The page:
3. Jim Doran says:

    Right on!

    I’ll talk with you at WordCamp NYC if you are there (I’m guessing you will be).

  4. pete naegele says:

    Thanks, Jim! Someone on the NITLE list was looking for just this information!


  5. Hi Jim,

    Thank you for sharing this; I found it very interesting. From an instructional technologist’s standpoint I too have found it pretty easy to get people up and running with WP, which is a huge plus. I would love to see pages incorporated at the core, so that each user could choose whether to organize their space like a blog or a website.

    Also, how different is the Whitman project from the WPMu at UMW?

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  7. Boone Gorges says:

    Thanks for the great writeup Jim. I’m starting to think you’ve got the hots for my hacks.

    Claire, the Whitman setup runs an integrated combination of WPMU, Buddypress, bbPress and MediaWiki. (You may have noticed that I’ve been spiffing up the styling of the individual components over the last few days.) Jim, do you have an integrated version of MW on UMW? How do you see the wiki platform as working alongside or even in lieu of some of the functionality of WP?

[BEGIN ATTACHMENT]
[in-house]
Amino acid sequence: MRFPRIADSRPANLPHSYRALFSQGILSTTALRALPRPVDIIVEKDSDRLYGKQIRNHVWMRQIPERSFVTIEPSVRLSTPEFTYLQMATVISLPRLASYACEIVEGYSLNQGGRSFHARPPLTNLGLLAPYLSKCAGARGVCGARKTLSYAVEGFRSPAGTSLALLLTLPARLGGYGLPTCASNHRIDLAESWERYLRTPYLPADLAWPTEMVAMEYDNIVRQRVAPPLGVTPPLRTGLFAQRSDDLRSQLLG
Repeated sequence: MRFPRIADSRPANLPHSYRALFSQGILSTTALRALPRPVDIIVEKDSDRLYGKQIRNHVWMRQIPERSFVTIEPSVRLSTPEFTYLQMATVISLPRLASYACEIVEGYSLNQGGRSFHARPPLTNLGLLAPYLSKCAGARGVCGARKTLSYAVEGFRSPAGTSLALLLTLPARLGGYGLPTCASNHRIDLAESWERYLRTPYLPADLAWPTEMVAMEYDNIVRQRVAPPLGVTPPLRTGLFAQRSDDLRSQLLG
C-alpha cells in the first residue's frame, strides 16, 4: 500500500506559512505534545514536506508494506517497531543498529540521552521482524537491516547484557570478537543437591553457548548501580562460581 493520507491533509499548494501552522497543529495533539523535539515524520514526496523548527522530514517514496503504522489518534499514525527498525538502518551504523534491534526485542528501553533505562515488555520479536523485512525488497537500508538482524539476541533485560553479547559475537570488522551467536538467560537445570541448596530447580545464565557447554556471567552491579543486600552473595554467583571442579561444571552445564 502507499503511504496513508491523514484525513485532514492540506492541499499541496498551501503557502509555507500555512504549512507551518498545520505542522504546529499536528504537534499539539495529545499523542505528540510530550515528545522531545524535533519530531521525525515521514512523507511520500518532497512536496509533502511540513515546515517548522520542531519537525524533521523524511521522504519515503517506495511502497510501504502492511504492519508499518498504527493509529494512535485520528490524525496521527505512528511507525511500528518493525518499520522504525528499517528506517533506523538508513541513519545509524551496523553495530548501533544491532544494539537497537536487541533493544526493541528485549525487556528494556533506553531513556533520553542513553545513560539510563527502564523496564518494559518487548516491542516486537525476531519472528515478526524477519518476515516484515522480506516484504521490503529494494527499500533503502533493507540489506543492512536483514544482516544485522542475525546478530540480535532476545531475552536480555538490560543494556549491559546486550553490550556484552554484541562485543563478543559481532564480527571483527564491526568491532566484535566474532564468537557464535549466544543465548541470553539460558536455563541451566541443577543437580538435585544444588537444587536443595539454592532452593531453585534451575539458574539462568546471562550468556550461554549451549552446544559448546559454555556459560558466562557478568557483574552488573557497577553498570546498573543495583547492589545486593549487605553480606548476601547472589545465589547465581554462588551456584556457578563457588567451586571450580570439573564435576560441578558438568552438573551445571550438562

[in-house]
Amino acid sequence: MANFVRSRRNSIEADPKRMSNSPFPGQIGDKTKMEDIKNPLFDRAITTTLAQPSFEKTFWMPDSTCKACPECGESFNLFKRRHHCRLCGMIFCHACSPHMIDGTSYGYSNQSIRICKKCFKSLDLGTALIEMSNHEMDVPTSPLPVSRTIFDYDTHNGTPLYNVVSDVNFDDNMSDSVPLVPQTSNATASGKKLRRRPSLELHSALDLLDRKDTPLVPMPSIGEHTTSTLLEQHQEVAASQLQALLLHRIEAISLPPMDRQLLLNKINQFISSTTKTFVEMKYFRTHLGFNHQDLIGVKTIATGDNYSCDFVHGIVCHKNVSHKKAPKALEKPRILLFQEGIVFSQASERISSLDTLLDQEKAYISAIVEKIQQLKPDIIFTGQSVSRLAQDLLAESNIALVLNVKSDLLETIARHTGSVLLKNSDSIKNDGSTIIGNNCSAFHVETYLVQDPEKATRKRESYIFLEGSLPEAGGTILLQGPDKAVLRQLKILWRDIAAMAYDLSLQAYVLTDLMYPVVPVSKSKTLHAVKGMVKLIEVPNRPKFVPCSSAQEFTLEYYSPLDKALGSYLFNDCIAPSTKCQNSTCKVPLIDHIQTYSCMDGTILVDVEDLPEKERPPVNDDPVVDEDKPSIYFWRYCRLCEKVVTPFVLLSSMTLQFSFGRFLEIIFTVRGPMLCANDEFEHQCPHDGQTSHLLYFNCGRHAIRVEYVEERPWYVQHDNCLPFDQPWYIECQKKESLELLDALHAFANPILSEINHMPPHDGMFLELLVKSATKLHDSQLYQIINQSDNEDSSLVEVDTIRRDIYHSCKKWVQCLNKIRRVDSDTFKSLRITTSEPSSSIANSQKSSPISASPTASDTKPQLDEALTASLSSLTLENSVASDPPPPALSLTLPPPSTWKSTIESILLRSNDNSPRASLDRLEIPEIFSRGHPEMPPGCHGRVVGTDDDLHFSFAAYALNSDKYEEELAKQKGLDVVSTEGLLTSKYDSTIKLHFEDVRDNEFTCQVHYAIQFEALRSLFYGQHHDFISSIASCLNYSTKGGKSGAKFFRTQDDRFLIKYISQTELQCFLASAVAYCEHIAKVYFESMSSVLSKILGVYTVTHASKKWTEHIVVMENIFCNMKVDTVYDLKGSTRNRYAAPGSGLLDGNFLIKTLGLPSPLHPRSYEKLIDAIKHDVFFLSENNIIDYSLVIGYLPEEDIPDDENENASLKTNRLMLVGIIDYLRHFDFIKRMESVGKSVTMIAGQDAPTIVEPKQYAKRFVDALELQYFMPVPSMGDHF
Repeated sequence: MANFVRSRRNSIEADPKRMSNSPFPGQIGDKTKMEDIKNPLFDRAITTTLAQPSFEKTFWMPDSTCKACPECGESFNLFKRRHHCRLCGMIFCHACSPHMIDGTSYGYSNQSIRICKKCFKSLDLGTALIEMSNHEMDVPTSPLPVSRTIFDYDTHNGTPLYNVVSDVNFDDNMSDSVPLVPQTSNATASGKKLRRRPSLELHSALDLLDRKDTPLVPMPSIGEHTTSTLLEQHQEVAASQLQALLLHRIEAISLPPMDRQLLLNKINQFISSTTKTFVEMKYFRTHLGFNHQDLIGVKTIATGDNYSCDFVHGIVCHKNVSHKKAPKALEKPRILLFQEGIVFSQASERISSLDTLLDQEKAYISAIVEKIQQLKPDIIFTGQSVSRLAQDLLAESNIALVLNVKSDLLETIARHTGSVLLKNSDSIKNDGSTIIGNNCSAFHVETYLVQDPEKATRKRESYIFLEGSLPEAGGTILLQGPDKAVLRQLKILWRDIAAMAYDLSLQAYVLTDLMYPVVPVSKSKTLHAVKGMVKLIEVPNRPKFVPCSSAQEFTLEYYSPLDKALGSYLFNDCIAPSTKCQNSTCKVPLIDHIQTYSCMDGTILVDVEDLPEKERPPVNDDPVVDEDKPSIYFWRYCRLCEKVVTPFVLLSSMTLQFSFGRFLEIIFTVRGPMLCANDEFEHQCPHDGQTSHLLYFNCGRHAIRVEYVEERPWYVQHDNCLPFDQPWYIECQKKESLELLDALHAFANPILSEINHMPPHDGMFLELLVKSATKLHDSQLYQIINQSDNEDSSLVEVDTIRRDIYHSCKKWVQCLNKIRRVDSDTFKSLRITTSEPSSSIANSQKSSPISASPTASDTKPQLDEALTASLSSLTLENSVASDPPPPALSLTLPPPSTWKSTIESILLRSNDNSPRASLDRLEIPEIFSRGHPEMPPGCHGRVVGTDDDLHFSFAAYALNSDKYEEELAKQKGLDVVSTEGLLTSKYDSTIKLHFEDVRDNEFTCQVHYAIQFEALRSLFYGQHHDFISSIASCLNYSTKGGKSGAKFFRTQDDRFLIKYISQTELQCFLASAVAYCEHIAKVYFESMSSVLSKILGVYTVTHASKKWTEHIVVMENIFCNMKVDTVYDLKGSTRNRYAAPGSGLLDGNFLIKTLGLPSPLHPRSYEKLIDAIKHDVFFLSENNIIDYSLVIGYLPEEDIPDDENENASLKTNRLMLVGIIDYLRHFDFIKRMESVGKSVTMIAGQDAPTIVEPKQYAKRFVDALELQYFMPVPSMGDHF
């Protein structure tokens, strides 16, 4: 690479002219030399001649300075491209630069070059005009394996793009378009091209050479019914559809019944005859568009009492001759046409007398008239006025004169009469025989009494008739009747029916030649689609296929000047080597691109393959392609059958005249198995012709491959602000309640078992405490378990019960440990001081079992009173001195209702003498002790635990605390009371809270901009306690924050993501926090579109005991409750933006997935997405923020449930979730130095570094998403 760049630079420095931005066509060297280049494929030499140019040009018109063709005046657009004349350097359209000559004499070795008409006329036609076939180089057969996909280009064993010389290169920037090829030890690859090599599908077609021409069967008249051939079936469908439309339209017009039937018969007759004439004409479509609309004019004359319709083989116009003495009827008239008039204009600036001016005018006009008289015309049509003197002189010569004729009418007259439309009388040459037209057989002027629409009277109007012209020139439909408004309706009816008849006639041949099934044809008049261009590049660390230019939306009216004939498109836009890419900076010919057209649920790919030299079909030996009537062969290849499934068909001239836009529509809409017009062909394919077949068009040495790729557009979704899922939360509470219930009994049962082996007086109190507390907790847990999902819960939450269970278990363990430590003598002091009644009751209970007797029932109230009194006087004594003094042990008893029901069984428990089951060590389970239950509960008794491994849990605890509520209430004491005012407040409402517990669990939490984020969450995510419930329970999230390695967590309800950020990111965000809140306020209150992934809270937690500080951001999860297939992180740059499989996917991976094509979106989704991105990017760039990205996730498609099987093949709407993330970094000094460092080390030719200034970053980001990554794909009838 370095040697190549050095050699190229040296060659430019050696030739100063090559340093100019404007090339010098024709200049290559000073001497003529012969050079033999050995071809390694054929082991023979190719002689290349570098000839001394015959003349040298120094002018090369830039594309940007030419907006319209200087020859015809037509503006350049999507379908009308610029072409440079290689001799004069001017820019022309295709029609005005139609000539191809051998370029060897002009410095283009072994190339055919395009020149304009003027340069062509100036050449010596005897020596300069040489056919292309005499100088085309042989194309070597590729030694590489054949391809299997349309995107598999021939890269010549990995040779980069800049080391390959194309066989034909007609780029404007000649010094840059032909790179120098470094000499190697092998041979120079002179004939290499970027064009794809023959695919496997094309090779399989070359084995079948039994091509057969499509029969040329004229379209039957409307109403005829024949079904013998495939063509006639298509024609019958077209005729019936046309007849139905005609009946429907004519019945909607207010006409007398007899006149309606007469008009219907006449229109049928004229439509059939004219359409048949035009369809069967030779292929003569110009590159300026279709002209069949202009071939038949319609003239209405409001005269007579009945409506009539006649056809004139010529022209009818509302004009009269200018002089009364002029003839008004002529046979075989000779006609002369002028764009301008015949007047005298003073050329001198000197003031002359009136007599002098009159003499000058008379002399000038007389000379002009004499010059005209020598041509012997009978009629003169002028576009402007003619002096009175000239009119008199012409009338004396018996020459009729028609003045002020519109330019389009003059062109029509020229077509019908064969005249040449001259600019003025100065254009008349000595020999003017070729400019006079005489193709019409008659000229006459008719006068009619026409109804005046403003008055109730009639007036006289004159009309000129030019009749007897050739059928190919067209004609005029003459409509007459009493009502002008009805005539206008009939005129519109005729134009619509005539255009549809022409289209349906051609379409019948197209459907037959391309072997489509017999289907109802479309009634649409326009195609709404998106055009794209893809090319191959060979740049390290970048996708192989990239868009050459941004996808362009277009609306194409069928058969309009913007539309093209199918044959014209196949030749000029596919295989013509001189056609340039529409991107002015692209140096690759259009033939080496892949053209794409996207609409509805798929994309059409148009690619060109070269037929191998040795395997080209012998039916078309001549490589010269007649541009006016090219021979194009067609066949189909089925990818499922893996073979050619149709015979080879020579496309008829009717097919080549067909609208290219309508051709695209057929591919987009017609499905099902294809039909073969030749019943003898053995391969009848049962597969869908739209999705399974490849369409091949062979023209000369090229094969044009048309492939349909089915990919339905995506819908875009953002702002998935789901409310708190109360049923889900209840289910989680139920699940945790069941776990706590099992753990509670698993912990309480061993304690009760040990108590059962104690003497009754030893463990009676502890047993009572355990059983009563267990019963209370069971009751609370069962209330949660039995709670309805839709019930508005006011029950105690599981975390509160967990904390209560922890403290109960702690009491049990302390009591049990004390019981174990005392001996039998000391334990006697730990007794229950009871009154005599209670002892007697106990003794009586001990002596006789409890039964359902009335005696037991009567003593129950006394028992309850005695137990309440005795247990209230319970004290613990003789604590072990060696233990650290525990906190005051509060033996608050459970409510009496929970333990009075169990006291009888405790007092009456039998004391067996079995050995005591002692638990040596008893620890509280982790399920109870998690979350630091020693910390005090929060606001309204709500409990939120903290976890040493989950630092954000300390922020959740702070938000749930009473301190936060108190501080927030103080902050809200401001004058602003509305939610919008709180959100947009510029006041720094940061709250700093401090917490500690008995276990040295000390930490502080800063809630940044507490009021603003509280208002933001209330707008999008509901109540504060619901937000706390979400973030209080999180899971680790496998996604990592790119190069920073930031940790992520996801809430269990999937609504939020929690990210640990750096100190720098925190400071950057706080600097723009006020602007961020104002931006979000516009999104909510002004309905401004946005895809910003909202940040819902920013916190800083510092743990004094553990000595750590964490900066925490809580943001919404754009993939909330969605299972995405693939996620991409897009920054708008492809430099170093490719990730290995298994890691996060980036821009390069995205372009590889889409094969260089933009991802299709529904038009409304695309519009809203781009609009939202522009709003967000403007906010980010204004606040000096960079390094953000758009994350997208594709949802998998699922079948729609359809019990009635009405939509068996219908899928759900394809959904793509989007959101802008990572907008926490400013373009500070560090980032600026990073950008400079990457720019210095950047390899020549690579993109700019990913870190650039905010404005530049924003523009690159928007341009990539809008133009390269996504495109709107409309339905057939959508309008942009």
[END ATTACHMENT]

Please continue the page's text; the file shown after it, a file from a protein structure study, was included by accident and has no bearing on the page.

8. Reverend says:


    UMW Blogs is a bit different from Looking for Whitman in that it is geared more towards one institution, and we haven’t integrated BuddyPress as impressively yet. I’ve been marveling at Boone’s work this afternoon, Looking for Whitman really looks solid, and the way the groups, member directors, and theme integrate is really nice. We just have to make the frontpage of Looking for Whitman a bit more dynamic to feature work from each of the schools and we will be set. But the two systems are quite similar, and in many ways Looking for Whitman is modeled on UMW Blogs and the CUNY academic commons, and encapsulates the best of both those sites. I really like the class groups, and the ability for email communication, DMing, and forums built into Looking for Whitman.


    I have the hots for you, not your hacks, I thought you knew that. We do have an integrated MediaWiki installation, and all our support is written in MediaWiki, and them pulled into UMW Blogs through the Wiki Append plugin. Anyone on UWM Blogs can edit the wiki, but we haven’t had much of that yet. I am still looking for time to integrate the Wiki farm code the UBC folks showed us at OpenEd, that is the next step, and with that we can really start pushing the MediaWiki. The other hack I did, that I kinda liked, and it is a couple of years old now, is take a simple Wikipedia link plugin thank links any word wrapped in double square brackets